Wealth Management


Advisors look out, the potentially easy Fiduciary Rule you have been counting on is now seriously in doubt. For several months the consensus view was that the DOL would create a companion rule to the SEC’s Best Interest rule, but in a significantly less onerous way than the original Fiduciary Rule. That assumption now looks misguided because DOL chief Acosta has resigned, meaning there will be a major leadership change and a likely revisiting of strategic priorities.

FINSUM: Acosta has been pretty industry friendly, so this review is nerve-racking as there seems to be an equal likelihood of a either a tougher new chief, or a similar/relaxed one.


Have you been concerned about the newest iteration of the DOL’s Fiduciary Rule, which is due out by the end of this year? You should have been. While investors have been anxious about it, the generally more industry-friendly DOL under Trump has alleviated some anxieties. However, some thing very big just happened—DOL chief Acosta has resigned (amidst the Jeffrey Epstein scandal). That means there is likely to be a significant review and change of priorities as new leadership comes in. That leaves the fate and direction of the DOL very uncertain.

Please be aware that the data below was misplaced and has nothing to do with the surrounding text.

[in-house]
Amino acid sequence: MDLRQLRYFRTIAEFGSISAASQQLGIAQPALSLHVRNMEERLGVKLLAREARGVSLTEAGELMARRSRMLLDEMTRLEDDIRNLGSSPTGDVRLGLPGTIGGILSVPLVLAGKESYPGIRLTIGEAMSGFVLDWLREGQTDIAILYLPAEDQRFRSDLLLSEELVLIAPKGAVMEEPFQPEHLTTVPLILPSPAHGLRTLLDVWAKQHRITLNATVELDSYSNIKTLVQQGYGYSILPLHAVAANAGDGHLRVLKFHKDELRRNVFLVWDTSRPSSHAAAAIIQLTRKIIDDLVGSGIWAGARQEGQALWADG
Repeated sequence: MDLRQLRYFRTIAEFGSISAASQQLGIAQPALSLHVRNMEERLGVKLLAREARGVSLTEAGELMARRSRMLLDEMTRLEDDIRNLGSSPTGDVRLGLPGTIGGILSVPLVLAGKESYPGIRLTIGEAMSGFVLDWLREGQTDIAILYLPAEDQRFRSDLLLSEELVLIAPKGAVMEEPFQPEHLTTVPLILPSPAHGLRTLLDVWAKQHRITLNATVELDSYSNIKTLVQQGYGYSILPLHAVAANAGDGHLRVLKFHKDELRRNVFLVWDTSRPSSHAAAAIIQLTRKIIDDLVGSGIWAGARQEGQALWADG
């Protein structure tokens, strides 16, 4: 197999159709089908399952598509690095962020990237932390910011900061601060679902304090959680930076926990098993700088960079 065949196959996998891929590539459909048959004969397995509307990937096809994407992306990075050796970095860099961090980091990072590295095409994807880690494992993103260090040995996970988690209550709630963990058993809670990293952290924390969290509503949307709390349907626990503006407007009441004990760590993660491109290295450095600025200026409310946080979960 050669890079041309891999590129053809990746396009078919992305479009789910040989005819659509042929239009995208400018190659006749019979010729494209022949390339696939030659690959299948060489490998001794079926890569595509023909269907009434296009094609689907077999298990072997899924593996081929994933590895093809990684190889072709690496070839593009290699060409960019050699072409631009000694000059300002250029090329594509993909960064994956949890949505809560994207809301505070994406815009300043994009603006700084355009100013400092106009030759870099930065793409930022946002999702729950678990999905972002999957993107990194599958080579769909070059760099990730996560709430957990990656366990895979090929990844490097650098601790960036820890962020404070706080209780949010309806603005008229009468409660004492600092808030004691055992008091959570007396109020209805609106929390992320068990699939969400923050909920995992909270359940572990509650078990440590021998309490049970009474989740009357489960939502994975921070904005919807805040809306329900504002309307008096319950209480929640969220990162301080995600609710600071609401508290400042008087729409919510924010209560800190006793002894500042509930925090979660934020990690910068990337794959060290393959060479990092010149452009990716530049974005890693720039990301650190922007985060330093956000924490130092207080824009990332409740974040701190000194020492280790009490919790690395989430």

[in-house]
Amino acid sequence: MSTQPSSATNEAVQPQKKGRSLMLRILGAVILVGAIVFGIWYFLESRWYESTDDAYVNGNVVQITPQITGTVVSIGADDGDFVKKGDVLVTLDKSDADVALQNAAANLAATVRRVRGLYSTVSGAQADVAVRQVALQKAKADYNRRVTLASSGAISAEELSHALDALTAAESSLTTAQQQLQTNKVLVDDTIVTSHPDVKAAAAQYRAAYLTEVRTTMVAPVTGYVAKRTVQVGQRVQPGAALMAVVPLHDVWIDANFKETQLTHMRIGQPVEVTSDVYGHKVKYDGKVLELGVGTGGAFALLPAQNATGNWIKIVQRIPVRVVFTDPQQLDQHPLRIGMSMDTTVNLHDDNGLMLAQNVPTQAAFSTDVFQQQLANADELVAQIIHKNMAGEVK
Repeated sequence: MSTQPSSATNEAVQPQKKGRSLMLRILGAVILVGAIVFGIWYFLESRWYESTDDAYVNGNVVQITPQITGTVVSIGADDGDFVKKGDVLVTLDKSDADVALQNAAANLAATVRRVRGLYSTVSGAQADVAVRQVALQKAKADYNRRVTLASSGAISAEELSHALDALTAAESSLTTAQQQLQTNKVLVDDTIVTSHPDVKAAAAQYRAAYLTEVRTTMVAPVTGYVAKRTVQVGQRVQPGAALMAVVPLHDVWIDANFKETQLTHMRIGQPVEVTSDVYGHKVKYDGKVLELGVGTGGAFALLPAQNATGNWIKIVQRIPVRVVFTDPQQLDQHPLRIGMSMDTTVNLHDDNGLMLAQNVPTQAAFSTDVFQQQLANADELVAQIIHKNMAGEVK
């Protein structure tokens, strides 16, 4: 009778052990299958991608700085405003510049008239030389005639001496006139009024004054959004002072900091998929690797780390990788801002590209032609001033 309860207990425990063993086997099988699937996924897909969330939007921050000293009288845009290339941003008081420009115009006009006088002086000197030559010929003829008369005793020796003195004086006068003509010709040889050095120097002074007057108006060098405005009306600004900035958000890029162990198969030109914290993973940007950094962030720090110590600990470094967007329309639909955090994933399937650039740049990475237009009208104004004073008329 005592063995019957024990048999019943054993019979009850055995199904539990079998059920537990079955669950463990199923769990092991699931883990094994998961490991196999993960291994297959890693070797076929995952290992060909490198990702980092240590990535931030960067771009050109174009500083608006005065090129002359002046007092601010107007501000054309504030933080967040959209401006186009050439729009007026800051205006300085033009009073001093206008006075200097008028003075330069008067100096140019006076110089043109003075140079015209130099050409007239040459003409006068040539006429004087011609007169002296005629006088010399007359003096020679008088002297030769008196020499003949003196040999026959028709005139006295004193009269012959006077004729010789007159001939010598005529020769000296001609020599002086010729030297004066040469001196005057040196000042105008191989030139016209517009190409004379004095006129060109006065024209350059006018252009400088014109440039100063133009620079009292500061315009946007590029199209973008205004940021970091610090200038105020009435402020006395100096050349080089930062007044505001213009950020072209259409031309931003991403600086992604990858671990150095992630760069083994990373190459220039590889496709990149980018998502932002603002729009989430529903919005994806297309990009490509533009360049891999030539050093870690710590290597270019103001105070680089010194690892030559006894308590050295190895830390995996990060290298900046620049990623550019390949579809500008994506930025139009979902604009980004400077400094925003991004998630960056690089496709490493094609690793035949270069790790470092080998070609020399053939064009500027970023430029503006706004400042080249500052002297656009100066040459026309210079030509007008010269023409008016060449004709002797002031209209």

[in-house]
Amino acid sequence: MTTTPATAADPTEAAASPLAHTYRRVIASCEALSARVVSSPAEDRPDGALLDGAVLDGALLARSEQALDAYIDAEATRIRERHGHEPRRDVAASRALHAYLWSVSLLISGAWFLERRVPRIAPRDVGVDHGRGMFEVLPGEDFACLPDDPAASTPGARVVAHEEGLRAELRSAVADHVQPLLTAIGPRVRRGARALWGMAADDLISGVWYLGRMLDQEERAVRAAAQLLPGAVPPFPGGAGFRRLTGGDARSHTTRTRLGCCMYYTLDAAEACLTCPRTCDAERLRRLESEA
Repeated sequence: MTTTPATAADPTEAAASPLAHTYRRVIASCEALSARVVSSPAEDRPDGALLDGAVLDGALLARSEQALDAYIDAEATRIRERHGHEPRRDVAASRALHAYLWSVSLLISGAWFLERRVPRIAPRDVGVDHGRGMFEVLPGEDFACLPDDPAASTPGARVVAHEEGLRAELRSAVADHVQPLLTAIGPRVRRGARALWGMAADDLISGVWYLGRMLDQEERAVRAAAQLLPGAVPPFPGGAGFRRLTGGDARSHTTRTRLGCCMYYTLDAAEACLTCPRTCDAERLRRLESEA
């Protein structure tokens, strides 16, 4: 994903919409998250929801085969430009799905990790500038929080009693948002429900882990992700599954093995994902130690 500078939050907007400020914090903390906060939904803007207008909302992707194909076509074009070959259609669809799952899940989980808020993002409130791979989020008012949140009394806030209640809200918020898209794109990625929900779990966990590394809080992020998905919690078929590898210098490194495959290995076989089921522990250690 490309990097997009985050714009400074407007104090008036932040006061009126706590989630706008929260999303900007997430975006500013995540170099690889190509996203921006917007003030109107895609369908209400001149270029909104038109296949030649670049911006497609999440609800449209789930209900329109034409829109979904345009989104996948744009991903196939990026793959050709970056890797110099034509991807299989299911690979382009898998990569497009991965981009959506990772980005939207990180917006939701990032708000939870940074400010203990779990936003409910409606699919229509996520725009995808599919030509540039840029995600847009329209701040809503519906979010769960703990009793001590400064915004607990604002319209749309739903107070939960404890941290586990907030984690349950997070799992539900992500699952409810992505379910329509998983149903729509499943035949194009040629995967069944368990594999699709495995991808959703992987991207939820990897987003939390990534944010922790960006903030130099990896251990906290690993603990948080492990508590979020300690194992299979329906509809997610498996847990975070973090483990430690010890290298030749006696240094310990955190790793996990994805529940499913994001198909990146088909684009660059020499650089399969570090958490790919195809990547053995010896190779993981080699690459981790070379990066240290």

FINSUM: This is not necessarily good news. One could get giddy and think the Fiduciary Rule might no longer be a priority, but there is an equal chance the next head of the department may come in and say “this isn’t tough enough”.


Jay Clayton came out punching for the SEC’s new Best Interest Rule this week. The rule has faced a lot of criticism from all sides, but was finally approved internally. Now, Clayton is combatting critics. In particular, the SEC chairman is defending the harshest criticism of the rule—that it does not define “best interest”. Clayton argues that using a principles-based framework, which relies on a contextual definition of best interest depending on the situation in question, is a well-trod regulatory path and one that is superior to creating a definition for every scenario.

FINSUM: We don’t love this rule, but we agree with Clayton on this point. Having a highly defined rule leaves it more vulnerable to loopholes. With the current contextual structure, one has to worry whether their behavior could be considered “best interest” depending on an amorphous standard. It seems like a better way to keep bad actors in line.

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